At the same time as the rebranding to Azure Synapse, Microsoft also released Azure Synapse Serverless SQL Pools. This was the first product with glimpses of the Polaris engine which Microsoft published a paper about in 2020. If you want to learn more about what's underneath Synapse and Fabric, I'd definitely recommend reading it.
In Synapse, the serverless pools can only perform SELECT statements and build views. This might be enough for a large user base, but most data analysts like to run things like CTAS (Create Table As Select) to persist data in a new table so that their reporting workloads run instantly.
This is where Microsoft Fabric comes in. The warehouse and lakehouse features in Fabric are feature-full data warehouses with decoupled storage and compute, automatic and easy scaling, distributed processing without any hassle and a lot more.
While the warehouse and lakehouse features are branded as Synapse Warehouse and Synapse Lakehouse, they only refer to the serverless pools in Synapse.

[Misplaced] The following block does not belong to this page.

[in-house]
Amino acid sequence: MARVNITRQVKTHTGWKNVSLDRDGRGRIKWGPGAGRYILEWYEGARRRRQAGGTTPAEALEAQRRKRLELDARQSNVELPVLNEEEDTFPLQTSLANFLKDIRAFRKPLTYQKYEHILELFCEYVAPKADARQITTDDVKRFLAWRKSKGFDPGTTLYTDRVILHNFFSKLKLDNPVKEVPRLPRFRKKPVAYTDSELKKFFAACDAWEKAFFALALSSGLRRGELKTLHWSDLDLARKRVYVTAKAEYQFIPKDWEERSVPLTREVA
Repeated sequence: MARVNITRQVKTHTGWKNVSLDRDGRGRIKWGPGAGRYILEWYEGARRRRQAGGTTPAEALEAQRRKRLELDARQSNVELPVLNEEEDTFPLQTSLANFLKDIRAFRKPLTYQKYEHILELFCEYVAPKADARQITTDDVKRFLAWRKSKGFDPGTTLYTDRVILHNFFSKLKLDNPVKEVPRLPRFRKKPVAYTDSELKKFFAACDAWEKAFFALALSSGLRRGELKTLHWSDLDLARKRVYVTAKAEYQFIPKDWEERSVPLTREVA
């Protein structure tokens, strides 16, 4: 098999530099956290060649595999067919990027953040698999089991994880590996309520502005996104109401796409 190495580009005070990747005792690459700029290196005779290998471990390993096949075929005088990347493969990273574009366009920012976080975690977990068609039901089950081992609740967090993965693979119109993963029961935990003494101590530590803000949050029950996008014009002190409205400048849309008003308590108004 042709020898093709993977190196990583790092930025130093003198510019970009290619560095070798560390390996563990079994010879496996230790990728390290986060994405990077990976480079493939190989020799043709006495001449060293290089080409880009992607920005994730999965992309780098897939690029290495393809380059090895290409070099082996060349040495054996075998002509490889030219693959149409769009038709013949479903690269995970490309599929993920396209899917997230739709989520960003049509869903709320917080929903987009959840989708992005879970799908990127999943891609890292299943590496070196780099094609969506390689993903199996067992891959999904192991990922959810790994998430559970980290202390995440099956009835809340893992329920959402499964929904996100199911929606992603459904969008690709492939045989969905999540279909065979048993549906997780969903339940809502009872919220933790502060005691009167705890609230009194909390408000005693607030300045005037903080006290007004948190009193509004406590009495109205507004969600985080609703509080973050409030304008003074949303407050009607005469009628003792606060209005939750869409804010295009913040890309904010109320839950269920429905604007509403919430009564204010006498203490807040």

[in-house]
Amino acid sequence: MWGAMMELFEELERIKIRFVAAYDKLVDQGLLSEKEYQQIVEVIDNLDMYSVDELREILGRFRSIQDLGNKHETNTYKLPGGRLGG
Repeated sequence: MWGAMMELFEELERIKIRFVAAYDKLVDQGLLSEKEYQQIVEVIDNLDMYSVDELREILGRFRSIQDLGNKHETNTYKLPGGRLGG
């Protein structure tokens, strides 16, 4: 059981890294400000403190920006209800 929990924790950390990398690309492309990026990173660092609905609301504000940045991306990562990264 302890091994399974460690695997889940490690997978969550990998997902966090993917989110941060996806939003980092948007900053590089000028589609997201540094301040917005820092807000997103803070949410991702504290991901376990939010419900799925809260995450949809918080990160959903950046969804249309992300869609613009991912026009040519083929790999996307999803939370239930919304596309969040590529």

Modern data warehouse = lakehouse
All big vendors in the data landscape - Snowflake, Databricks, Microsoft, Starburst...- are moving in the same direction: the lakehouse.
After the era of the first data warehouses, a lot of folks moved to data lakes with Hadoop. This could decouple your storage from your computation engine so that they can be scaled individually and connecting to cheap cloud storage was easy. The learning curve and complexity of Hadoop were quite high though. People missed the simplicity of SQL.
The lakehouse is the best of both worlds. It is a data lake with a SQL engine on top of it.
In Fabric, all data is stored in the OneLake. There is only one OneLake. It might seem obvious, but this is a big difference from previous products where you could build multiple data lakes, and multiple data warehouses and linking them together was hard.
Everything you do in Fabric, will ultimately end up as delta tables in your OneLake. Delta is an open-source format that adds a transaction log to Parquet. It was built by Databricks and is used in their lakehouse product named Databricks SQL Warehouses. Delta enables you to do things like time travel, schema enforcement, ACID transactions and more.
To be clear, everything you do becomes a delta table which you can query with any compatible tool in the OneLake. Even creating tables in your Fabric Data Warehouse will create a delta table in the OneLake.